Bodegas epitomize the 24/7 spirit of New York City. For the unfamiliar, they’re strange, magical corner stores where anything can happen, filled with mouse-hunting cats, fluctuating prices, and the occasional guy trying to pour sixteen sugars into a cup of dollar coffee. All this is to say that they’re a little unpredictable, especially late at night, when a trip to the bodega might result in a weird encounter with a stranger. Bodega tells the story of one of these encounters, and how sharing an unpleasant experience can bring different cultures together.
The film is an intertwining tale of two Syrian bodega men and two young American girls who head to their bodega to buy beer, and director Rebecca Halfon weaves these two pairs of friendships into a multi-patterned quilt of a film. Bodega traffics in back-and-forth banter rather than long dramatic pauses, and my favorite thing about it is how naturally it depicts everyday life in Brooklyn, and the spontaneous, anything-could-happen feeling of life in a big city. It’s a city where small crimes go unpunished, so you tend to shut out the things that bother you, and bend rules to fit your own moral comfort zone. The young girls’ reaction to a creepy encounter is to essentially shrug it off afterwards, and the bodega owner shows lenience to his two young customers (“she has ID,” he says, when his moralistic associate questions his judgment.)
In today’s political climate, you need to watch something that lifts your spirits every once in awhile, and the light-hearted tone of this film is a reminder that there are good people everywhere and they’re more than capable of outnumbering the bad ones. Each character in this film is well-rounded, and the dialogue is sharp enough to stick. Too often, filmmakers fail to add enough detail when creating characters and end up creating caricatures instead, but this isn’t the case here. There’s an attention to detail in these characters that make them jump off the page. The Syrian bodega owner drinks protein shakes to diet for his daughter’s wedding, and his loose cannon of a best friend is obsessed with Tinder and keeps eating bodega food without paying for it. On the other side of the counter is a girl whose biggest concern seems to be the terrible kisser she’s recently gone out with, and her outgoing friend, who accepts a cigarette from an attractive stranger even though she doesn’t smoke.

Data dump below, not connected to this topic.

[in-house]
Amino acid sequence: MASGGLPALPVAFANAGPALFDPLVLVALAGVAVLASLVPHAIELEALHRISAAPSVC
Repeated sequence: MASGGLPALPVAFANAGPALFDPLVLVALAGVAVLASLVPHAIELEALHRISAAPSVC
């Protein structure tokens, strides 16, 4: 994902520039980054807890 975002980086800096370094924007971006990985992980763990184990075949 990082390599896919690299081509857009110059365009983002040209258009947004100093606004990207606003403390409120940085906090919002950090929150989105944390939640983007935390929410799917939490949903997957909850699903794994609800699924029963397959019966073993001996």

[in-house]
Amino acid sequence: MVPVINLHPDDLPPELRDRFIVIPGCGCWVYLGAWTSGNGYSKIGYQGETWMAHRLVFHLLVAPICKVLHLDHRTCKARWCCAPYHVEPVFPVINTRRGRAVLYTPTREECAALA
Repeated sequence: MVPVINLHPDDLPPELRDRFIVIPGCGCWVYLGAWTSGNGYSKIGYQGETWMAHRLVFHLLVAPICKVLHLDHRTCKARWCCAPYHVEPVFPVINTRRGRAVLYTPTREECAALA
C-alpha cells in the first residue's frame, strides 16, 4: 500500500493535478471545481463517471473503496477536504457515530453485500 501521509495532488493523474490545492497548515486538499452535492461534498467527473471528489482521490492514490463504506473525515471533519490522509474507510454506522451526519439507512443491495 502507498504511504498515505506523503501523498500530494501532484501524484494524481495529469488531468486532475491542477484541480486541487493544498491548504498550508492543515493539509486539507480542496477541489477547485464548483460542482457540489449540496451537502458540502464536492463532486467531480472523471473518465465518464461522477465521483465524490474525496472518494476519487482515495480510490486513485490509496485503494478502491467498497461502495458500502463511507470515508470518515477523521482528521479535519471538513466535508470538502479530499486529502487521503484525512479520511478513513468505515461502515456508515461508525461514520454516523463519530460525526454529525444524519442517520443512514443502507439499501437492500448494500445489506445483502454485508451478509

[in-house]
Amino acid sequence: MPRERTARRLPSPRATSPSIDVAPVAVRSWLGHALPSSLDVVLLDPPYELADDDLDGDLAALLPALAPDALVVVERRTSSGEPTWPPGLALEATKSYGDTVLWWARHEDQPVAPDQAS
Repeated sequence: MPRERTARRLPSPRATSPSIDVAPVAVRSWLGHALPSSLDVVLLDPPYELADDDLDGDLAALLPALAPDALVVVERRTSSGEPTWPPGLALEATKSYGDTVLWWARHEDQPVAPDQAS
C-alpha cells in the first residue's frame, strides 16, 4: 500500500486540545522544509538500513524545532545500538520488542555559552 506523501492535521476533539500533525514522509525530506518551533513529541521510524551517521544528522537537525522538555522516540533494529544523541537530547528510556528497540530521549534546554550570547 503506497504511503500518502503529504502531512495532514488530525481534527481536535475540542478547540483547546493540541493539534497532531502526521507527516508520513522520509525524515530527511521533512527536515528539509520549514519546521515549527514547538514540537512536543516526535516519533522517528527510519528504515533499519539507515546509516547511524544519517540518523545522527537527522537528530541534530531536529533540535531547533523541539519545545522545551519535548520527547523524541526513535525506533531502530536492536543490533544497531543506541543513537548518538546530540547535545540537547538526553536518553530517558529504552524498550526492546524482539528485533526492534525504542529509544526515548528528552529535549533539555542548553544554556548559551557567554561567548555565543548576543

It shouldn’t come as a surprise that a film called Bodega nails the bodega experience, but it totally does. I’m not talking about the transactional, hungover, bacon-egg-and-cheese sandwich experience that you get on any given Sunday. I’m talking about the kind of bodega experience that happens when you actually talk to the person across the counter and find a connection there. We live in a world where it’s easier and easier to avoid talking to other people, and sometimes it takes a situation to make different people to look up from their lives and talk to each other.
As an enjoyable slice-of-life, Bodega totally delivers in its 12 minutes, and serves as a refreshing palate cleanser to the ugliness of the American political moment. Others agree, as the film has had a strong festival run which included SXSW, and Palm Springs before debuting online today. Halfon is currently at work on a new short film, a feature proof-of-concept which she hope to shoot in upstate New York soon.